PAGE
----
An earthquake registering 8.1 on the Richter Scale rocked southern Mexico late Thursday evening, killing at least 32 people. While it hit just ahead of Hurricane Irma’s expected landfall, the two natural disasters are not related.
It’s tempting to see any and all natural disasters as growing evidence that extreme weather events are becoming more frequent and more severe, but when it comes to earthquakes and hurricanes, that line of reasoning is simply not accurate. Earthquakes are geological phenomena caused by tectonic plate shifts, while hurricanes are storms that build up in warm, tropical waters.
This earthquake, with its epicenter located off the Pacific Coast of Mexico, occurred as the result of what geologists call a subduction zone. In this process, one tectonic plate pushes its way under its neighboring plate, which can cause some of the most severe earthquakes. Tectonic action, which has occurred since the earliest days of Earth’s history, is not influenced by weather patterns or climate change.
Tectonic action can, however, cause phenomena that can look a lot like weather events.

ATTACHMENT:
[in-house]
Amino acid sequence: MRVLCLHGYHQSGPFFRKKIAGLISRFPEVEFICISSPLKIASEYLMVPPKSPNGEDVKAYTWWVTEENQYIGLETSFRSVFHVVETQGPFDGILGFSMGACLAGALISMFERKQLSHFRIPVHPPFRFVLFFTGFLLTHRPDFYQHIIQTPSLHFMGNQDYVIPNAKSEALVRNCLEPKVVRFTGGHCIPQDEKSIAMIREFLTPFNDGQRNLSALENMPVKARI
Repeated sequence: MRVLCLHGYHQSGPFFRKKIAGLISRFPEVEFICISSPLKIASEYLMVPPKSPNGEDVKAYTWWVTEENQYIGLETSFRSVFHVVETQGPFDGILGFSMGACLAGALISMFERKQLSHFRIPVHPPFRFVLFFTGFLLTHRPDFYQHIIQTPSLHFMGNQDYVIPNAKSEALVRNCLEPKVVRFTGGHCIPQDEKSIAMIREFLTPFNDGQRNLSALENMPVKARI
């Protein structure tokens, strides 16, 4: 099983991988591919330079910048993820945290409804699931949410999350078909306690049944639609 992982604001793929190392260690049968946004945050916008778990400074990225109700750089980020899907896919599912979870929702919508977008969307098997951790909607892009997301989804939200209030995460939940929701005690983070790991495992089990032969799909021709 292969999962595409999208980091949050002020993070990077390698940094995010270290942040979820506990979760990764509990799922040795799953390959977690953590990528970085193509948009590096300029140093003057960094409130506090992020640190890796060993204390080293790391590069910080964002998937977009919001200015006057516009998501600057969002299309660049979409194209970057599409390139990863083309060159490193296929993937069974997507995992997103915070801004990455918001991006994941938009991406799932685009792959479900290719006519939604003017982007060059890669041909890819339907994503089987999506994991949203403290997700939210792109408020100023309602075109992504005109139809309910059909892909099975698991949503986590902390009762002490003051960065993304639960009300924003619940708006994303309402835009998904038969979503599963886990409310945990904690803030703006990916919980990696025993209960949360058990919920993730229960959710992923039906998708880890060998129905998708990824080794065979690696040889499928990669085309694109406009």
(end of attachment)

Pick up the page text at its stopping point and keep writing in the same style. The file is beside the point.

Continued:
Mexican authorities have warned residents that Friday’s earthquake could trigger a tsunami, a seismic tidal wave that can cause severe and abrupt coastal flooding. And even though the potential tsunami could worsen the situation for residents if it coincides with Irma’s landfall, the two events are neither feeding each other nor are caused by the same forces.
This phenomenon occurs because of the seismic energy generated by the massive waves associated with an intense Category Five hurricane like Irma.
And just to be totally clear, even though the earthquake and hurricanes aren’t connected, climate researchers are reasonably certain that the frequent, strong storms we’re seeing have been made worse by warming oceans.
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